Upon arrival at the BA international airport, the first thing you have to do is pay the entrance fee (a whopping US$140).  I can't really complain as the US does the same thing for Argentinians entering the US.  The fee is valid for 10 years, although I am not sure what happens if your passport expires before then.  You can pay by credit card at the window.  After the fee and the sticker placed in your passport, you go through regular passport control, which was very quick.

I knew there was no easy public transportation into the city from the airport.  I had read about the remise service (essentially pre-arranged car service arranged at the arrivals counters before exiting) and some friends had done this quite easily on their trip a few months before.  However, I opted to let the hotel handle this, so there was someone waiting for me with a sign ready to take me to the Algodon Mansion Hotel.  First, I wanted to get some cash.  Unfortunately, the only ATM machine was not able to communicate with the networks, and the line to get cash at the bank window was too long, so I gave up.  There is a fee of A$17.14 for an ATM withdrawal, which is tacked on in addition to the amount you request.

November is summer in South America and the day was sunny and very warm.  Average temperature during my stay was around 90.
 degrees F.  But it was not too humid and there was no rain, so it was very good weather for touring.

The Algodon Mansion Hotel in Recoleta is a very nice boutique hotel (only 10 suites). The hotel and the rooms are well-appointed.  There's even a small pool and deck area on the roof.  And the staff are just superb, always very nice and very helpful.

Once I settled in, I met up with a friend from college who was spending a few months touring South America and managed to work his travel so that we would cross paths in BA.  We covered a lot of ground, visiting landmarks such as the well-known pedestrian bridge on Puerto Madero, Casa Rosada, markets in San Telmo, the Floris Generalis moving sculpture, Palermo Soho, and the Congressio.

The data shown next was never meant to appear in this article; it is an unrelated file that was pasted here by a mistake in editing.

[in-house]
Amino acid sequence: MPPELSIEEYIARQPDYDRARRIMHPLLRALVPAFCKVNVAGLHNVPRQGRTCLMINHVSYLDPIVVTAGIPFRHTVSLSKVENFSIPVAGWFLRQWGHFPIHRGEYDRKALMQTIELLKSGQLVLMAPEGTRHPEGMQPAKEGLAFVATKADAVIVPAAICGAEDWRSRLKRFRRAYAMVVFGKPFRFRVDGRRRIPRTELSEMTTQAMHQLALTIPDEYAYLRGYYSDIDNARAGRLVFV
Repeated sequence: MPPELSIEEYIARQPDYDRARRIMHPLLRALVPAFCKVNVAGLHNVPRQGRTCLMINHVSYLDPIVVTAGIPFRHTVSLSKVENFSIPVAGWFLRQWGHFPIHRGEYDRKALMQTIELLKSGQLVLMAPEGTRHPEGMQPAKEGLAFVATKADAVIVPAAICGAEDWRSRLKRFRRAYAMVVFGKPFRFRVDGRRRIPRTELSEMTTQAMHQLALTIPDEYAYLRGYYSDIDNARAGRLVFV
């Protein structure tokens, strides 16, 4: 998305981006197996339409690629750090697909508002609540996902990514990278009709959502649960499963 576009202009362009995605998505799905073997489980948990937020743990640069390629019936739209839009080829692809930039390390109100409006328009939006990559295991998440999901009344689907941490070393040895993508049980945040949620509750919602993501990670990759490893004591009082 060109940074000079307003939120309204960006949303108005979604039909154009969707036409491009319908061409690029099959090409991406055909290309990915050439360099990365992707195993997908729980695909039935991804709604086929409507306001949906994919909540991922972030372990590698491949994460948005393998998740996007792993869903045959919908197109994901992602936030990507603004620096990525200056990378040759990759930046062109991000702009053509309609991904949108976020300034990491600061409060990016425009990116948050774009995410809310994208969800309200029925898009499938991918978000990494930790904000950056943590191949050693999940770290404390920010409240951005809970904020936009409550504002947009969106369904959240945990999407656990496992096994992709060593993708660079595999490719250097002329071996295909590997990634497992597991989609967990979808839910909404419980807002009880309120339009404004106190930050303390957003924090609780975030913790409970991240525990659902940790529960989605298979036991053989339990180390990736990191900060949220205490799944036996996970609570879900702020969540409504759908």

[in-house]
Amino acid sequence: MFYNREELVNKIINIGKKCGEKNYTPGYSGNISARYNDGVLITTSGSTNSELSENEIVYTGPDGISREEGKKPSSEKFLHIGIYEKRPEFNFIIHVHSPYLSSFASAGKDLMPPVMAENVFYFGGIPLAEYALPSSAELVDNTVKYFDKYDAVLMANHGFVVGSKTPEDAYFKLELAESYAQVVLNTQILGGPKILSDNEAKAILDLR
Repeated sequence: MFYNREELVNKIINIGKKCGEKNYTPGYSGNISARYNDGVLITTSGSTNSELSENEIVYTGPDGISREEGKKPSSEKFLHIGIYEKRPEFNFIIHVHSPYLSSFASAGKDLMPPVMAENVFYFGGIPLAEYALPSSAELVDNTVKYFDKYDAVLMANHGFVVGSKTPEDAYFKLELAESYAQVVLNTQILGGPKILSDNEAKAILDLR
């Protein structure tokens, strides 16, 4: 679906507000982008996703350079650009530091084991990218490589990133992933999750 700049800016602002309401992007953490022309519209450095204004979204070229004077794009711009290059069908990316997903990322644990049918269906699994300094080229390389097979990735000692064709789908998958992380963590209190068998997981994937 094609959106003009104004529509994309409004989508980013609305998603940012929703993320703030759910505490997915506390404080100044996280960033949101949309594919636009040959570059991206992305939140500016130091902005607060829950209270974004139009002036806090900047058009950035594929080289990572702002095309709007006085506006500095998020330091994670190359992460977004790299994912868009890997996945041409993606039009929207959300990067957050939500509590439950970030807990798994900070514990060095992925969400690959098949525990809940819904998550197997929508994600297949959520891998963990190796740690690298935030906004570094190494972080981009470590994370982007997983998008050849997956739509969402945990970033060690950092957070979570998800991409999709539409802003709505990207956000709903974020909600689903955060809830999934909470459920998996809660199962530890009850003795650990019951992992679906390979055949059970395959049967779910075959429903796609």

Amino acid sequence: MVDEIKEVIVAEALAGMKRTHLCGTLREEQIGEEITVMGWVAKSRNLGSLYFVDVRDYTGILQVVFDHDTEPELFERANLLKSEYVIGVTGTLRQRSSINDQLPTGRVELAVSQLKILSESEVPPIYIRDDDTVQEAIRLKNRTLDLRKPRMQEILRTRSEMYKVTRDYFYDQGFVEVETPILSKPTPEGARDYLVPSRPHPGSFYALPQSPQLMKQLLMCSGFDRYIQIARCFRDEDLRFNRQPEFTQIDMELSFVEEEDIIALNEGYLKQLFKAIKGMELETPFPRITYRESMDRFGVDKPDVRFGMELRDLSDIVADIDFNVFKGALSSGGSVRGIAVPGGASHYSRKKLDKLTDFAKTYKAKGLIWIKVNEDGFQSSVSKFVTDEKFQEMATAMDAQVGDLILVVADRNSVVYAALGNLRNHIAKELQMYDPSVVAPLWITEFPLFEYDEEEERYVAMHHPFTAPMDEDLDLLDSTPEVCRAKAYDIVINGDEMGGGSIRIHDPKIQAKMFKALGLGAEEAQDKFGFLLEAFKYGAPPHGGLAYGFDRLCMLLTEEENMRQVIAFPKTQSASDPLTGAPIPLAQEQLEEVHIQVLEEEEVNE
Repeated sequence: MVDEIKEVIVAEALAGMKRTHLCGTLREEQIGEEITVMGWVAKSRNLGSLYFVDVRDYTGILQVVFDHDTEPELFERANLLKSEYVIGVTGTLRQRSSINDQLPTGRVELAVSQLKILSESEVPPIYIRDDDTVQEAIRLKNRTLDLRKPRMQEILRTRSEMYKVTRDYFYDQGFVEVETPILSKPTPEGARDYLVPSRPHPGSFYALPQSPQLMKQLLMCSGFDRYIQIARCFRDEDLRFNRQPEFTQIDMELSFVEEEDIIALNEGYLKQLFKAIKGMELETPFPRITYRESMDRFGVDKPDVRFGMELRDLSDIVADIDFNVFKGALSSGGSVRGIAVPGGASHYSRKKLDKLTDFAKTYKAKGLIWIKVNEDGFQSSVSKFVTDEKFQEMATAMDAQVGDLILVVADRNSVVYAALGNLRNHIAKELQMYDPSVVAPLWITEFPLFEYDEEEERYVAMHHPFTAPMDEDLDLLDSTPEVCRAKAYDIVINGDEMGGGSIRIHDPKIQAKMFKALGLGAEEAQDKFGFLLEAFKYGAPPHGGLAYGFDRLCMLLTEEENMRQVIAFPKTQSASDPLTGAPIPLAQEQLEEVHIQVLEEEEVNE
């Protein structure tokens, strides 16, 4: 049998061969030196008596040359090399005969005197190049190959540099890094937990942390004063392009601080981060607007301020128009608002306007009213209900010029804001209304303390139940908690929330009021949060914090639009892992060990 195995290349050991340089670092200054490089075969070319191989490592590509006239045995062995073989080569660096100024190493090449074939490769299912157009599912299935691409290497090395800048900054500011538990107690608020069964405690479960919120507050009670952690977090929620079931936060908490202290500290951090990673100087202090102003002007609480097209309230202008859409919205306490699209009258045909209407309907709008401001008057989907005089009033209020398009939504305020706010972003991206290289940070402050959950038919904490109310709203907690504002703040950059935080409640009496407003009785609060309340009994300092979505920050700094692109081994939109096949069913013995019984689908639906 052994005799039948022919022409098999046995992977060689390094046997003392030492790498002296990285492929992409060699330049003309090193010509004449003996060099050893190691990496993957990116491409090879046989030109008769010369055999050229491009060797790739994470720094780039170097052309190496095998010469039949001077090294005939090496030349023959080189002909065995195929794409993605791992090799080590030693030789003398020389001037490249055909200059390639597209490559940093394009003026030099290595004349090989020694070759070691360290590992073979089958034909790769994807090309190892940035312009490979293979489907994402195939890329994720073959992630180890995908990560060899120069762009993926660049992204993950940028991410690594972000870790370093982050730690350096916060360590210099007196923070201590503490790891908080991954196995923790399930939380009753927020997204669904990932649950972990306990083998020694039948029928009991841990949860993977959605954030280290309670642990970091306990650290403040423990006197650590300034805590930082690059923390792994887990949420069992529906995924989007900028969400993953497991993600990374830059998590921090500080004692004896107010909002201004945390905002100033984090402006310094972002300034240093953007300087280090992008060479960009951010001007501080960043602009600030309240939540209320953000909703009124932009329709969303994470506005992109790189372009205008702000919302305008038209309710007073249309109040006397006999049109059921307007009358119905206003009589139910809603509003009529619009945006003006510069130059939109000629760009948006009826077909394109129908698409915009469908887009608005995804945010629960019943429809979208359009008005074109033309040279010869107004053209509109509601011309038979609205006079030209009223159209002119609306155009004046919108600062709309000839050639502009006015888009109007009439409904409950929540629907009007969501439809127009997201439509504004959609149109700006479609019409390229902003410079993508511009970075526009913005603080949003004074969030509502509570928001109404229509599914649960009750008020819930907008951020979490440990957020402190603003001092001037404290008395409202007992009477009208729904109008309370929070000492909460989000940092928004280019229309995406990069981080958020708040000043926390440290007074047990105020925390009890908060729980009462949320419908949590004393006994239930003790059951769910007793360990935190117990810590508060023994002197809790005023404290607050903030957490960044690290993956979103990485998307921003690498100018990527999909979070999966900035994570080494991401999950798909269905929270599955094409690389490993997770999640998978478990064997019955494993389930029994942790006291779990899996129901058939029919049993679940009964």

We also went to a tango show (and even took a dance lesson before the show), rode the subway (cheap but not air conditioned), and walked through numerous street markets.

On my own, I visited a couple of olive stores (I was in search of local olive oil) and had a nice dinner arranged by my hotel at a place called Unik in Palermo Hollywood.

On my last day, my flight was not departing until late in the evening, so the hotel stored my luggage and let me use the spa to freshen up before taking me to the airport.  They recommend leaving 3 hours before your departure and it is a good idea.  While getting through is straightforward, it does take time to get through everything, including walking from place to place.

The United Club was crowded, but did offer sufficient snack items and drink for the wait (United and Continental have flights going out at about the same time).  As i was going back on United, I was looking forward to First Class on the 767.  I had not flown these updated planes very much, and I think I do like the setup.  If you are in Business, they seat 2-2-2 (it's 2-4-2 on the 777 and 747).  In First, it's 1-1-1 with two rows.  The cabins are smaller than on the bigger planes, but the atmosphere is better because of it.